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What causes women’s hair to thin?
While hair loss is commonly associated with men, women are also experiencing it in large numbers. Approximately 20% of women in the UK have reported that their hair is becoming thinner before the age of 50, and this figure rises to 65% following menopause. Here, we will discuss the differences between hair thinning and hair loss, as well as the causes and treatments available.
Women’s Hair Thinning Versus Hair Loss
When it comes to hair health, the terms “women’s hair loss” and “hair thinning” are often used interchangeably. Loss and thinning are not the same thing. Hair loss in women, known as female pattern baldness, occurs when hair strands fall out of your scalp and detach from their roots. Hair thinning may appear as a loss; however, in this case, the follicles are miniaturized rather than falling out. The miniaturized follicles are thinner, shorter, and lack color, although they remain in the growth phase. This means that the hair may appear virtually invisible to the naked eye, but it is still present on the scalp. However, the follicle will eventually stop growing and producing new hair.
Hair Shedding Pattern
Woman checking the mirror for hair loss
Compared to male thinning, the pattern is less prominent and can be more difficult to detect. Female hair thinning affects the entire scalp and can last for decades. This can manifest as a broadening of your hairline, starting at the top of your scalp and extending out in a Christmas tree pattern. If you try to tie your hair into a ponytail, it will seem less dense and require more twists to stay in place. Hair, like skin, loses suppleness with age. This indicates that the hair will be weakened and unable to tolerate harsh cosmetic treatments or styling.
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Reasons for Women’s Hair Thinning:
Women’s hair things for a variety of reasons. Some of the most common are:
Genetics:
Female pattern hair loss (androgenetic alopecia) can cause hair thinning due to a family history. A biopsy or a routine inspection can reveal reduced hair follicles.
Hormone levels:
High or low thyroid hormone levels might cause hair thinning. Blood testing with your doctor should determine whether this is the cause. Menopause and PCOS (polycystic ovarian syndrome) cause an increase in male hormones in the body, making hair loss more noticeable.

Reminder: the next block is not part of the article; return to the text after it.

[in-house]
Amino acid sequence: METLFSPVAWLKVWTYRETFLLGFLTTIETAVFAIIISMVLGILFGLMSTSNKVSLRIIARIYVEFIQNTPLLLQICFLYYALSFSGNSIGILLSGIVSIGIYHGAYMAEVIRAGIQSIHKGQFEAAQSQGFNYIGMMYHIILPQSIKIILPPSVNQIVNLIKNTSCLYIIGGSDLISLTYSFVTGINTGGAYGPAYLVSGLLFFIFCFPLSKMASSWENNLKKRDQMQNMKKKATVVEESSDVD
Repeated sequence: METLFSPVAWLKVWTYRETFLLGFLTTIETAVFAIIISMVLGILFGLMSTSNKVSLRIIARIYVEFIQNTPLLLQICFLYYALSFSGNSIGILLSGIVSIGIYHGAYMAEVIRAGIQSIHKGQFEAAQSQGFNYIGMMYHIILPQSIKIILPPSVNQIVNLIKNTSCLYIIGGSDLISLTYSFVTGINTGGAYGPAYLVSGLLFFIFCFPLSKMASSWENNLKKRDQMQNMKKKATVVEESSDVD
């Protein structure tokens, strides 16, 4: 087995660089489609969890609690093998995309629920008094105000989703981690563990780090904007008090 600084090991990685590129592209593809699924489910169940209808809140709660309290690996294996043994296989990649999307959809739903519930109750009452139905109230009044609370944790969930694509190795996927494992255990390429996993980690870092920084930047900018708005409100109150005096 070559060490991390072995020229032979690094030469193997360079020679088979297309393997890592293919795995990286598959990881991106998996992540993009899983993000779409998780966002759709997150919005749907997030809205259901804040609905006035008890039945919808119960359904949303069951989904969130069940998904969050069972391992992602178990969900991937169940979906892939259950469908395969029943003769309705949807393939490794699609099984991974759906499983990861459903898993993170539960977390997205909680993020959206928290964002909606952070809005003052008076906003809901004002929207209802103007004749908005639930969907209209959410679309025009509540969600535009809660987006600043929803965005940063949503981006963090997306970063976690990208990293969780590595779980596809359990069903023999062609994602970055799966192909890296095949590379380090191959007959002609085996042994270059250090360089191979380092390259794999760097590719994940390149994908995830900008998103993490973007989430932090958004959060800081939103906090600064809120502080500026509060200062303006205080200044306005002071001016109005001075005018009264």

Autoimmune conditions:
Diffuse thinning can be a symptom of a disorder known as alopecia areata incognita, in which the hair sheds unexpectedly and irregularly. This occurs when the body’s immune system erroneously attacks the hair follicles, causing them to weaken.
Stress:
If your body experiences a stressful event, such as a physical or emotional trauma, hair may shed as a result. The body prioritizes providing resources to your key organs over non-essential activities such as hair growth. The hair is not supported enough to develop properly and may become weak.
Before you can start treatment, you must first determine if your hair thinning is scarring or not. Some hair thinning problems, such as maintaining tight hairstyles for an extended period of time, can induce scarring, destroying the follicle. The damage is irreparable, and new hairs will not sprout spontaneously from the follicle again. Fortunately, many illnesses that cause chronic hair loss do not leave scars, suggesting that the hair loss may be reversible.
Options for treatment
Understanding the cause of your hair shedding will allow you to receive the most appropriate treatment for your specific case. That is why, when it comes to hair regrowth, diagnosis and treatment must be combined.
Here are some of the most common treatments for women’s hair loss:
Hair Surgery:
If you have long-term hair loss and are searching for a permanent treatment, a hair transplant for women is your best option. Taking healthy hair follicles from the back of your head and placing them in regions where your hair sheds causes your hair to grow stronger, providing more density and coverage. A hair transplant is also the only option for restoring hair in scarred areas.
Topical medications, such as Minoxidil, have been demonstrated to effectively stop hair shedding. However, the remedy does come with some hazards, such as dryness, irritation, and unwanted hair growth on the face. Furthermore, it cannot be used while pregnant or breastfeeding.
Prescription medications:
While the popular male oral drug Finasteride is not approved for use in women, Spironolactone can be administered. This diuretic has been demonstrated to promote hair growth, but it can be problematic if you already have kidney or adrenal gland difficulties.
Supplements and Diet: Hair shedding can also be caused by a poor diet or nutritional deficit. Your hair needs a range of vitamins and minerals to develop properly. Consulting your doctor will tell you if you have a deficiency. A balanced diet should also help you maintain a healthy hair care routine. Biotin and keratin, in particular, are widely known for promoting hair growth and thickening, which helps to counteract hair loss.
Conclusion
Women’s hair shedding manifests differently than hair loss and requires its own treatment plan. To properly treat the shedding, it is critical to first identify the source. Whether it is due to heredity, stress, or a medical problem, you may have several therapy choices available. Are you concerned about frequent hair shedding? Then call one of our experts at hair transplant Dubai now, and we’ll let you know if you’re a candidate for a hair transplant. Get a free hair analysis to learn more about how to restore your full head of hair.

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